After 14 years of dazzling us with its powerful themes, sweet romance and elegant animations, “WALL-E” has been added to the Criterion Collection, an assortment of important classic and contemporary films from around the world.
The collection, which includes films like “Citizen Kane” and “Godzilla,” was founded in 1984 and continues to expand its filmography today. The movies that make the cut aren’t just 1940s film noir though, Criterion simply looks for exemplary films of their kind.
“Films do not need to convey a specific message or theme to be part of the Criterion,” Chief Technology Officer Jon Mulvaney said in an email. “They do have to have a distinct perspective that … deepens the viewer's understanding and appreciation of cinema and the human experience.”
However, this doesn’t mean that a high Rotten Tomatoes score makes a movie worthy of the collection. In fact, Mulvaney said that Criterion does not typically use rating systems to decide which films will be included.
“We work with a curatorial team and focus on presenting every release -- whether it's been available on home video before or not -- in a unique light that is also authentic to the filmmaker's vision,” Mulvaney said in an email.
The same will be the case for "WALL-E," which will also include “special features” in its Criterion home. This 2008 CG-animated film about two robots working to salvage Earth from mankind's destruction while falling in love is the first of its kind to join the collection.
And, seeing as "WALL-E" has won nine Academy Awards, including one for Best Animated Feature, its addition to the Criterion Collection seems indisputable.
“I think it’s worthy of that collection,” comparative culture and politics sophomore Natalie Rehkemper said. “There were a lot of things about "WALL-E" besides its messages that were very important for the time. Its animation, for one, is probably one of the reasons it’s in there. But I think that in general, it’s deserving of that spot because of how noticeable the message is, but again, when you’re small it didn’t feel forced. It was just a great way of showing an example of what could be in a way that was easily digestible to most people- it’s a kid’s movie.”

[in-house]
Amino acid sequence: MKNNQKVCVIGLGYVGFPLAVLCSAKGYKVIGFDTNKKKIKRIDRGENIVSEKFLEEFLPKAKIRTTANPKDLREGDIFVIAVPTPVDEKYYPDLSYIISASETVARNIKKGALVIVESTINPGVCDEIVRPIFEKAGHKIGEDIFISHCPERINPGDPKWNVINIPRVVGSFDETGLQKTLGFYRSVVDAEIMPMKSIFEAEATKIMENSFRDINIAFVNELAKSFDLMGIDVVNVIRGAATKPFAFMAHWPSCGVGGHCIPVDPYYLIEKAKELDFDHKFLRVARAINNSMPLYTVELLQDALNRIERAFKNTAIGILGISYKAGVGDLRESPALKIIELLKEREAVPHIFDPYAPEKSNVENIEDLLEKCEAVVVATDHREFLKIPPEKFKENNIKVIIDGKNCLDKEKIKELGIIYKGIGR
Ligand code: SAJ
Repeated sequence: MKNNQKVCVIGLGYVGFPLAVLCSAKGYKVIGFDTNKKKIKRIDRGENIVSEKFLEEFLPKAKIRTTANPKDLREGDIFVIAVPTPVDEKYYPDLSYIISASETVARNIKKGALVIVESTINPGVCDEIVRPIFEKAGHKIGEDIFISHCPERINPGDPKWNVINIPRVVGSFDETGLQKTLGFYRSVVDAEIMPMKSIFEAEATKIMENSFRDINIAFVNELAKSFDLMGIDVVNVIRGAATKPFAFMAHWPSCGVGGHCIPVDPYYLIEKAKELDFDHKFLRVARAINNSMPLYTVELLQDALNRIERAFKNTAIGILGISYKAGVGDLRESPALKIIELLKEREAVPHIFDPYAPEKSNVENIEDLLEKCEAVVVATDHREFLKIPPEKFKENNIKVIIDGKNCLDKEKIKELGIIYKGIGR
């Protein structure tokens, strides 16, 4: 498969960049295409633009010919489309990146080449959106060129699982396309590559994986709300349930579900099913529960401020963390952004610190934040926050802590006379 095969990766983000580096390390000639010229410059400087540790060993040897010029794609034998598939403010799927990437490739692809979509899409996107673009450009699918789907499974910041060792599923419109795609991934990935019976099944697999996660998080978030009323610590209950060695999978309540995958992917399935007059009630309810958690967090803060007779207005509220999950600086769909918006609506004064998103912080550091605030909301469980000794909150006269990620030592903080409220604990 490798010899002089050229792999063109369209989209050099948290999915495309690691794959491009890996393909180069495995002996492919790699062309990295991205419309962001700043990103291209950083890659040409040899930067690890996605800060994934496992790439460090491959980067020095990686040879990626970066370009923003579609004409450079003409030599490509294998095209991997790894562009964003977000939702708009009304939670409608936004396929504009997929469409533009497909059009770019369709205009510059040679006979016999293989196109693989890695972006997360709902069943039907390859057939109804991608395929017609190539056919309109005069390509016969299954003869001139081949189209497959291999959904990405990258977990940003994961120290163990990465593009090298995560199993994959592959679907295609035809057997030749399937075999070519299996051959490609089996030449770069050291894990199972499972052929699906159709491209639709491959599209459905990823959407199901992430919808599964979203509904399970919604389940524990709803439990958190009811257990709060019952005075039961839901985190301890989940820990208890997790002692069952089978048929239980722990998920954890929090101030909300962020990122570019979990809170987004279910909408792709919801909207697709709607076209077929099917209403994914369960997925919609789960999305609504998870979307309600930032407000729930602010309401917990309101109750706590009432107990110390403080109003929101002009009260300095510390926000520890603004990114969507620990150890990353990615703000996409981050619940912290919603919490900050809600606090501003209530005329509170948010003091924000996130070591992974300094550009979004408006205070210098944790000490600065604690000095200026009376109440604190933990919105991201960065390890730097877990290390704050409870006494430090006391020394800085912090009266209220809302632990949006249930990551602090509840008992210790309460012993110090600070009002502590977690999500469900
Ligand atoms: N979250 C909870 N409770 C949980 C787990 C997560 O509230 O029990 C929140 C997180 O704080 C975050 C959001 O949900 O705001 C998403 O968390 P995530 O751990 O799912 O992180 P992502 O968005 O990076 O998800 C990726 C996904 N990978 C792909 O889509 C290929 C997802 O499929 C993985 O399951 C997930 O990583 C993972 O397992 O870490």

Rehkemper said that the themes of "WALL-E," though a little performative to her now, contributed to the movie’s success.
“Human greed, our need for leisure, again, global warming, pollution," Rehkemper said. "There’s also, you know, that theme of love between Wall-E and Eve, beautiful story there. There was also a theme of overcoming our past errors."
Computer science freshman Aashi Sharma also agreed with Criterion’s decision.
"Just because, I think … as a Pixar movie, they’re informing young audiences on extremely serious topics, and since we’re kind of going towards that timeline, I think it’s very important for younger generations to have an understanding (of that),” Sharma said. "'WALL-E' did a very great job of, kind of, displaying what the future would be like, just like on the path that we’re on right now, such as extinction and all the waste that was present in the movie.”
As the Criterion Collection showcases a variety of films, ranging from those as recent as “Parasite” to 1942 classic “Casablanca,” it raises questions about how those films stay relevant today.
Rehkemper said she thinks this won’t be the case for "WALL-E."
“I think for a kid’s movie, maybe, there’s a chance,” Rehkemper said. “But I think that, especially as we move forward, more movies surrounding similar topics come up, like "Don’t Look Up." So, I think that right now, it feels timeless to us, but I don’t think it will stand the test of time.”
Similarly, Sharma said she doesn’t know how much of an effect "WALL-E" will have on audiences as time goes on.
“Just because of the path we’re going down right now," Sharma said. "Right now, this is just what the future could be, but 50-60 years (WALL-E) could be what the present is."
For now, "WALL-E" will remain in the Criterion Collection as “a pop-science-fiction love story, making for an urgent fable for our troubled millennium.”
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